Last Thursday’s edition of The Chronicle started wheels spinning in this old writer’s brain about dreams for our future.
The article was about the sale of a property oldtimers still call “the old golf course.”
I had, not too long ago, mentioned what I’d do with that property if I won a substantial amount in a lottery.
However, the first thing I’d do is make sure that Centralia’s outdoor swimming pool opened no later than the last day of school next year. There’s something about an open pool that you never see or hear in an indoor pool — laughing and splashing and having a great time.
Oh, our covered pool is great, and if you are “of a certain age,” you may remember that I was mayor when we built it. In fact, I was mayor when a lot of things got done.
It’s also when we built the Sixth Street viaduct, ensuring that no matter if every track crossing is tied up with stalled trains, emergency vehicles will always be able to cross over to the other side if needed.
Johnson Road was made ready for the many trucks that were expected to use that street (and which they now do) while curbs, gutters and sidewalks were installed along Buckner and Diamond streets.
We finished work on what is now Centralia College Boulevard in case it would be needed for possible one way streets in the future. And don’t forget, we had to deal with the second eruption of Mount St. Helens when everything in the Twin Cities was covered by approximately 2 inches of pulverized rock!
We concluded the building or improvement of water reservoirs on every hill surrounding Centralia to ensure that, if one was damaged, others could take up the slack.
The only thing I regret is no longer being able to continue using the mountain stream water from the north fork of the Newaukum River. That 40-mile long wood pipe was just showing too much of its age.
But I’ll never stop insisting that it tasted better back then.
Finally, I’m never going to skip over the fact that it’s my name at the bottom line of the document creating the Seminary Hill Natural Area.
Where was I?
Oh, that’s right — getting back to my initial thought.
I wish that property that was mentioned at the beginning of this column could, some day, be converted into many levels of seating facing an eventual performance stage as close as possible to the Hollywood Bowl where — without any electronic assistance — the slightest, quietest bits of music can be heard.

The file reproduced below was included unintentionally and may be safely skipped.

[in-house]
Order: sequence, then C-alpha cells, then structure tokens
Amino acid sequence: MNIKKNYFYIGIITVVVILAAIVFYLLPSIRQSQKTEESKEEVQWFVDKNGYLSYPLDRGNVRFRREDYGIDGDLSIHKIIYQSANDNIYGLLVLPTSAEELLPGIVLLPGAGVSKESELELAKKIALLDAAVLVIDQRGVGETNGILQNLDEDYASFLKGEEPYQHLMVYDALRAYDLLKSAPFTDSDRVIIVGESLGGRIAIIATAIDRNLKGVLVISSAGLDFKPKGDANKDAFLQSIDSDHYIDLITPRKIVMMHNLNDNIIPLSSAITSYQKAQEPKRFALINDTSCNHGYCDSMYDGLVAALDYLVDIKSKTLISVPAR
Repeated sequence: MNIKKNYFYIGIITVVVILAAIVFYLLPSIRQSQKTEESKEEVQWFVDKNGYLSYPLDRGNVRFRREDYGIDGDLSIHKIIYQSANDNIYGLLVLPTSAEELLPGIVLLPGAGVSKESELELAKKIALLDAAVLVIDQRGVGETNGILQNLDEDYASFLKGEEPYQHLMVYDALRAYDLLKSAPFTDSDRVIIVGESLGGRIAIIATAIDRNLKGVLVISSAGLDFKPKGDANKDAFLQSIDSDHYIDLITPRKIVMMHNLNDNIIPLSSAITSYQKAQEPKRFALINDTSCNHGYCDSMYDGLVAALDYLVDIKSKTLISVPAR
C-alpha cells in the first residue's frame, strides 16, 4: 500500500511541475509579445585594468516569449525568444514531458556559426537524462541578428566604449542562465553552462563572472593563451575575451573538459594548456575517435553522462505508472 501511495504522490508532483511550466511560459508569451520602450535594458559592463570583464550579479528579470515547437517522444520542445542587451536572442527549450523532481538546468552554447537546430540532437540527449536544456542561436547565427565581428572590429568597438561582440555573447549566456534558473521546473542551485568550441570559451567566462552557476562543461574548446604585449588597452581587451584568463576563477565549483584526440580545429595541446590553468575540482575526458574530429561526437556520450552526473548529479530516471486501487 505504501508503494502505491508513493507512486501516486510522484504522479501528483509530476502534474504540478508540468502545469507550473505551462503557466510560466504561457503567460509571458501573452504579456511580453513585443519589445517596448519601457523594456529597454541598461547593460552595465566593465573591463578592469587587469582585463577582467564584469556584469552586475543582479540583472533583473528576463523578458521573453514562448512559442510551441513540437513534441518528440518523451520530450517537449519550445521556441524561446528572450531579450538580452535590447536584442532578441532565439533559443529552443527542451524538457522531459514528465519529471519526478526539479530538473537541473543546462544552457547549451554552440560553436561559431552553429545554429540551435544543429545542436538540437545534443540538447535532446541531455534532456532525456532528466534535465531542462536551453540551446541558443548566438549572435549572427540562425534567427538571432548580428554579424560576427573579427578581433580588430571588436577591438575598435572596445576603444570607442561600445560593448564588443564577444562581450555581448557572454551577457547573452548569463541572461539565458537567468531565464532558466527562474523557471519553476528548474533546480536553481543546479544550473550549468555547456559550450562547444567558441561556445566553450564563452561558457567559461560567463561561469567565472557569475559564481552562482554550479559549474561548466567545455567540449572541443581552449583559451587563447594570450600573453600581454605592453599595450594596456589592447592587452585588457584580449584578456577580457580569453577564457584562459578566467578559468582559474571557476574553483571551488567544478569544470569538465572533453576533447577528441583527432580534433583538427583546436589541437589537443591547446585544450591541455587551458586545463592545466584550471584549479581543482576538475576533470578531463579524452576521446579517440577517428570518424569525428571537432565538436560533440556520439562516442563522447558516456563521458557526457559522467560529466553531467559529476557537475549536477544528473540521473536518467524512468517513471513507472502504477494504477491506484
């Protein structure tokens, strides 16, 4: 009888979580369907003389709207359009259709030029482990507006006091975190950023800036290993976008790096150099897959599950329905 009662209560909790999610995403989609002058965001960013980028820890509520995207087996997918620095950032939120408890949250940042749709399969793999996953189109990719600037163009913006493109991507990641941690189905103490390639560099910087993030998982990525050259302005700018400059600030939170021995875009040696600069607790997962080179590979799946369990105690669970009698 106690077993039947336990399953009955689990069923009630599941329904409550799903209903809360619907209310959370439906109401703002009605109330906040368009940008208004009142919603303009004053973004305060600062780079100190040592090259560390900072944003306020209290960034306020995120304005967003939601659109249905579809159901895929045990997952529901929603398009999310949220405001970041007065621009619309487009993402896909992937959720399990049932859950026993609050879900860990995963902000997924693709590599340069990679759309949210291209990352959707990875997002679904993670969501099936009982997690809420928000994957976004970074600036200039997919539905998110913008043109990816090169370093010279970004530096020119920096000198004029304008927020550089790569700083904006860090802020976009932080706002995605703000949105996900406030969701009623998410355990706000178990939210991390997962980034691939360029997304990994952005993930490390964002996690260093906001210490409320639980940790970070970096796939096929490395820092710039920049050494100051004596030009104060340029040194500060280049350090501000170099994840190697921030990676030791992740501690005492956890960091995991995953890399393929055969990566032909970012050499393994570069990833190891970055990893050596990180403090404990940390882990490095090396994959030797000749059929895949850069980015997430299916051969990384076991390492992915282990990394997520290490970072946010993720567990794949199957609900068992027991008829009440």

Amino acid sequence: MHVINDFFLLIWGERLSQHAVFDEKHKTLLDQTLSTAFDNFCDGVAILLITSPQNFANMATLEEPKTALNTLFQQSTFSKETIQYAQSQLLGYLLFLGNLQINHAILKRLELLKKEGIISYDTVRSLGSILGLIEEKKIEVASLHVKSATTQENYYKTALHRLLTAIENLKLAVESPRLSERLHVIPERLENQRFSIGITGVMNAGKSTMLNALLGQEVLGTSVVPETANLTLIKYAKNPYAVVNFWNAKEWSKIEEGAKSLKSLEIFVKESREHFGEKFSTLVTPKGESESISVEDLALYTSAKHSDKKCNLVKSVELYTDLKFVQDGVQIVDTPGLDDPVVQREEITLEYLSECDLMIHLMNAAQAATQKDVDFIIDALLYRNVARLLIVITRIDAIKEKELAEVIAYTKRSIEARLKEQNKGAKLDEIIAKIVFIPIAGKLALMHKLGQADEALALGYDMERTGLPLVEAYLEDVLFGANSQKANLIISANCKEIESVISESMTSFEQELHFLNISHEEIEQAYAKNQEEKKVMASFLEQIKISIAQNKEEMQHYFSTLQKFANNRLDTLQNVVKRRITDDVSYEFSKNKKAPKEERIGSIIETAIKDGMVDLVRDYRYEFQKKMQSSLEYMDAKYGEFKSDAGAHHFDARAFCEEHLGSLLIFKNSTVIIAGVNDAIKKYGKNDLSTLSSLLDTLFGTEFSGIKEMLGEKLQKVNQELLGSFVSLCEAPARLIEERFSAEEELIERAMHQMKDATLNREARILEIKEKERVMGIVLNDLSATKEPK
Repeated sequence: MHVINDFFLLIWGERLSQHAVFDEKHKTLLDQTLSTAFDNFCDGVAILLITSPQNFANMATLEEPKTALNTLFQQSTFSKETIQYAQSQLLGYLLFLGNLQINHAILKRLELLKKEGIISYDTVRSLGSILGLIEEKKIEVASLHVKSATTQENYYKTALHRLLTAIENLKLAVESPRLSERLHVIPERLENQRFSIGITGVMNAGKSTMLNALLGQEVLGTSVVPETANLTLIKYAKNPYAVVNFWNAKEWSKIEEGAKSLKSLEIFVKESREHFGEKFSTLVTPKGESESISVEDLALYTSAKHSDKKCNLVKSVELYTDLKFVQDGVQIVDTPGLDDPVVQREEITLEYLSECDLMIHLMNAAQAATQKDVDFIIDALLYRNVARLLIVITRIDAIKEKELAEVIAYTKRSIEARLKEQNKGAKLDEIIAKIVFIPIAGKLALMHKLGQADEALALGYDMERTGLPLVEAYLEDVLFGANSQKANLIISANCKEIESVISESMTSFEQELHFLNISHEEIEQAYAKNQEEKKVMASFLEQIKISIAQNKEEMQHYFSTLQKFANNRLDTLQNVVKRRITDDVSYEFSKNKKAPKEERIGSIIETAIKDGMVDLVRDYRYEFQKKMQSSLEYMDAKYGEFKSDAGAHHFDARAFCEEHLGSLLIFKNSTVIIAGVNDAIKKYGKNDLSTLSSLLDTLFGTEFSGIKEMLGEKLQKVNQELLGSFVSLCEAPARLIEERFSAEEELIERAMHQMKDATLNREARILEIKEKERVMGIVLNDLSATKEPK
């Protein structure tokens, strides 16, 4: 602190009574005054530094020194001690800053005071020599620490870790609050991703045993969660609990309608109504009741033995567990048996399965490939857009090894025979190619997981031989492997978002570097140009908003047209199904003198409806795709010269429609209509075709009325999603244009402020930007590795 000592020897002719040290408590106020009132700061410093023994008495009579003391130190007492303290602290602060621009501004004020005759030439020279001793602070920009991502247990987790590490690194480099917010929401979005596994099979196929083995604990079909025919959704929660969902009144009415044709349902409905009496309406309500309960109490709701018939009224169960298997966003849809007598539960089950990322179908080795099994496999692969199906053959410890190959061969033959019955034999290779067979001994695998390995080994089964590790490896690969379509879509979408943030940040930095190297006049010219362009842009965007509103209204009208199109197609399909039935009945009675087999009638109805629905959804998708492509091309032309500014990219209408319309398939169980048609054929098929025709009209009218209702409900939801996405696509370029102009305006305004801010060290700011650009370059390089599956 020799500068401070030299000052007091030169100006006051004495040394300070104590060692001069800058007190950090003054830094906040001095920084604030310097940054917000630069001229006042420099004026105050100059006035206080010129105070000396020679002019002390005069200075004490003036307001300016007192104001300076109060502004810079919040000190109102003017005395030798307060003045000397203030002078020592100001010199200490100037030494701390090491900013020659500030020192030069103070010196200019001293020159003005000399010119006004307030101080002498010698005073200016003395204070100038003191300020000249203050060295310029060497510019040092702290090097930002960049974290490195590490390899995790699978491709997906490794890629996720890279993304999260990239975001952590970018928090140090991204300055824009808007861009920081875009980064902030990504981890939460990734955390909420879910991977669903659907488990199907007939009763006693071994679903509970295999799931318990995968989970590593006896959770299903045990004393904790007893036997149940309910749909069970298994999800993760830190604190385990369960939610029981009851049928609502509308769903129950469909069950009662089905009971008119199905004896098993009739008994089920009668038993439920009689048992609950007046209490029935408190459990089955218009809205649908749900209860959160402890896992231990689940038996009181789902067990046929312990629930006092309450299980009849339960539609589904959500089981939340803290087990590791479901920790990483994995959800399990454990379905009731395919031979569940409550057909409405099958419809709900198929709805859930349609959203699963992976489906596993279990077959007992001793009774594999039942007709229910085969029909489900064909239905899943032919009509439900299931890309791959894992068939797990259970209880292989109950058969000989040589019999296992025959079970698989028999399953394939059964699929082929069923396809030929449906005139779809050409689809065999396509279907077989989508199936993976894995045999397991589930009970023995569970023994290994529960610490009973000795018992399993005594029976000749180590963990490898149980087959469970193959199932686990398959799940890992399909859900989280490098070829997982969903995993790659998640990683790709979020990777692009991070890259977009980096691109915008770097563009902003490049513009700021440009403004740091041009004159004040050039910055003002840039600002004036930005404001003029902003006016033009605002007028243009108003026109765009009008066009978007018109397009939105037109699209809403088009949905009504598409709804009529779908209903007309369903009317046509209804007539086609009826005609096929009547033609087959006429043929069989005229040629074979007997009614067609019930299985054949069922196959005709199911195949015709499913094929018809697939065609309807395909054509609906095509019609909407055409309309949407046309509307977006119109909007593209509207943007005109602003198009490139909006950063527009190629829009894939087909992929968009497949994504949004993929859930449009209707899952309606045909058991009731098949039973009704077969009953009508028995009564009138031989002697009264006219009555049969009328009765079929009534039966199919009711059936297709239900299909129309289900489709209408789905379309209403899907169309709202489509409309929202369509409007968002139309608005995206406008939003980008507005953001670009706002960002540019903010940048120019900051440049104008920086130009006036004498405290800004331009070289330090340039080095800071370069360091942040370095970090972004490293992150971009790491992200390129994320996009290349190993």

It would entail a lot of study to determine if the setting would be right for such a facility as I’m suggesting, or if the new owner(s) have other ideas for development of the property, which is most likely. It’s been quite a while since I’ve been there so perhaps the rise of the land — while it was suitable for golf when played in a back and forth manner — might be too steep for adequate concert seating.
And this isn’t Southern California, so plans might have to be developed for use when liquid sunshine abounds.
All of the above would tie in with what I consider to be my fondest dream — the resurrection of the local youth orchestra that was developing into a classification of “really good” when unfortunate circumstances caused its dispersal.
I remember a town in Oregon, just a few miles north of Ashland (was it Applegate? I can’t remember) where youthful music students drew large crowds all summer long.
The students were lodged with local families and that whole procedure could easily happen here as well.
I’ve made it clear over the years that I oppose growth for the sake of growth but the nice thing about creating such an arena is that it’s not a year around event.
Help! The ancient dreamer is loose again.
Bill Moeller is a former entertainer, mayor, bookstore owner, city council member, paratrooper and pilot living in Centralia. He can be reached at firstname.lastname@example.org.